FTX contagion has raised concerns globally about the risk involved in DeFi versus the opportunities they represent. Authorities in England are particularly sceptic calling for wider consultations.
The origins of cryptocurrency, particularly Bitcoin rooted in a financial system free from regulation and centralised control. The platforms that came after advocated for the same principles and have since attracted a huge following. The risks associated however cannot be understated. The past year has taught us otherwise, both centralized and decentralized platforms have crumbled under their own hands.
DeFi safety and regulatory concerns
As stated earlier, ‘Crypto’ was born in an unregulated space, and proponents intend it to remain so, however, authorities suggest that the crypto ecosystem has grown rapidly and broadened to encompass a range of mainstream financial sectors.
On 21 November, Jon Cullife, deputy governor at the Bank of England shared some intriguing concerns about DeFi with the Warwick Business Schools.
Some, of course, would argue that the answer is not proper regulation of the risks in centralised crypto platforms, like FTX, but rather the development of decentralised finance in which functions like lending, trading, clearing etc. take place through software protocols built on the permission-less blockchain.
Jon Cullife, Deputy governor Bank of England.
In other words, Jon was reiterating the effectiveness of code, in this case, smart contracts in DeFi managing risks rather than intermediaries. Using DeFi by combining the functions of trading, clearing and settlement of tokenised financial assets into a single, instantaneous smart contract, rather than being carried out by separate institutions as was the case with FTX.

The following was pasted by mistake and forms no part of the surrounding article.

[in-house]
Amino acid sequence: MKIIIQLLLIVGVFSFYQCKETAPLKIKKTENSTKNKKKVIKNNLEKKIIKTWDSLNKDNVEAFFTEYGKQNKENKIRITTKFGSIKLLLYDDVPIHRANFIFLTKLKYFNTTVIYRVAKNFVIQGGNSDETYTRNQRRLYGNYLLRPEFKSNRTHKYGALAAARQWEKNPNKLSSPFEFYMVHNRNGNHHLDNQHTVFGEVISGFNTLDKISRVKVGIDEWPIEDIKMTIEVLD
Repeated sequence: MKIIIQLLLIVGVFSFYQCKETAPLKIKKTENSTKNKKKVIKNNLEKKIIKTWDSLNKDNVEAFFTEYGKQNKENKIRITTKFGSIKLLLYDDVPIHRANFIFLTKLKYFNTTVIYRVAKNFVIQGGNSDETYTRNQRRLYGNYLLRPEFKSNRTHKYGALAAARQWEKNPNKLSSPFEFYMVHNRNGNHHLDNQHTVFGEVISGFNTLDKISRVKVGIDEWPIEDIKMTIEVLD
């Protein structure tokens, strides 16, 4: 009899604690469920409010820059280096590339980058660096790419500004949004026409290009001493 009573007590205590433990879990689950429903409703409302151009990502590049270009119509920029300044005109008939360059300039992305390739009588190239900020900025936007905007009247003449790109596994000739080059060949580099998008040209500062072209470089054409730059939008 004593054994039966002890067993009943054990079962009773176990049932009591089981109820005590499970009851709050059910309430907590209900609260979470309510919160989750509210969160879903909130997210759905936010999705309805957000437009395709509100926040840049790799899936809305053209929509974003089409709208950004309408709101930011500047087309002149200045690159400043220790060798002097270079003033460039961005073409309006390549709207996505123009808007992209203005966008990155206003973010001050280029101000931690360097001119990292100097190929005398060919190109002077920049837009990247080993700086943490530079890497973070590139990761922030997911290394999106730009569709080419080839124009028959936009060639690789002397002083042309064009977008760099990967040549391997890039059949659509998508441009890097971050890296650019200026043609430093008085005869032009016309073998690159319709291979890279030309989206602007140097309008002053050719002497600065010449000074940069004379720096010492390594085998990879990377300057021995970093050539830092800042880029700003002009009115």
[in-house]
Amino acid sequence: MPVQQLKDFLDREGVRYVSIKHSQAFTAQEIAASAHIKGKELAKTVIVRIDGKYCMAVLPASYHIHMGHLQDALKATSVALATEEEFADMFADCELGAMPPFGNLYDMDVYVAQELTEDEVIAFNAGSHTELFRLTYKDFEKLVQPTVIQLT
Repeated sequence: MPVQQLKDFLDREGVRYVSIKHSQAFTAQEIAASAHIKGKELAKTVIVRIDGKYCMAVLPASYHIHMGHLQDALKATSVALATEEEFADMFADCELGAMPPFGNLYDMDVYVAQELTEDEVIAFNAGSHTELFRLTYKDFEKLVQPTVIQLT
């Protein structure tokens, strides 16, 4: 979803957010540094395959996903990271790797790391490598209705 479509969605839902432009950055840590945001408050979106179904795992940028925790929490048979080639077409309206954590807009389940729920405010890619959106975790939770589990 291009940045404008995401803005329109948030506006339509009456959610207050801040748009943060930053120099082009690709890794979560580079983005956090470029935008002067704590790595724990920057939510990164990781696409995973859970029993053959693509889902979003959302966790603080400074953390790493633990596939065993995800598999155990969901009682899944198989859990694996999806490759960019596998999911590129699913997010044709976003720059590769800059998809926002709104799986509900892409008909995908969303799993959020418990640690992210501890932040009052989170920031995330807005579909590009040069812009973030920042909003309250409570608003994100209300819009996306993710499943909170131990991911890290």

In the FTX debacle, balance sheets revealed that funds from the FTX exchange were lent out to Alameda research without prior permission from users. Unwise decisions from the entity led to the firm filing for bankruptcy in the United States.
The UK Financial Conduct Authority (FCA) had long provided warnings about FTX providing financial services without proper regulatory authorisation with the warning “you are unlikely to get your money back if things go wrong.”
While the exchange is not decentralized. Jon pointed out that behind decentralised protocols were “stakeholders who derive revenue from their operations.” The opaque nature of governance of DeFi protocols raised safety concerns.
Jon compared the whole scenario to a driverless car, “DeFi is as good as the rules, programmes and sensors which organise their operations.” Authorities in England would need a great deal of assurance for such systems to be deployed at a large scale in finance.
Plan of action
The Bank of England (BOE) is working with the FCA and the Treasury to set up a regulatory sandbox for developers to explore whether and how those risks can be managed at a high level of assurance.
The ‘new’ regulations will foster innovation which according to Jon sounded counter-intuitive to crypto enthusiasts. But he reiterated that these platforms should be developed and adopted at scale within a framework that managed risks.
Jon in his presentation called for stringent regulatory measures on financial institutions since they carried a certain level of risk to the public and more broadly the financial system.
The Financial Services and Markets Bill UK, being addressed in Parliament addresses the regulatory framework of digital assets. The bill will extend the regulatory regime of FCA and BOE to cover cryptocurrencies and stablecoins.
Following the signing of the bill, it is anticipated that cryptocurrency firms will have to abide by BOE and FCA terms or ship out.
The UK treasury is also working on a CBDC issued by the central bank, a native pound sterling. Jon revealed that BOE should issue a report before the end of the year detailing their next steps.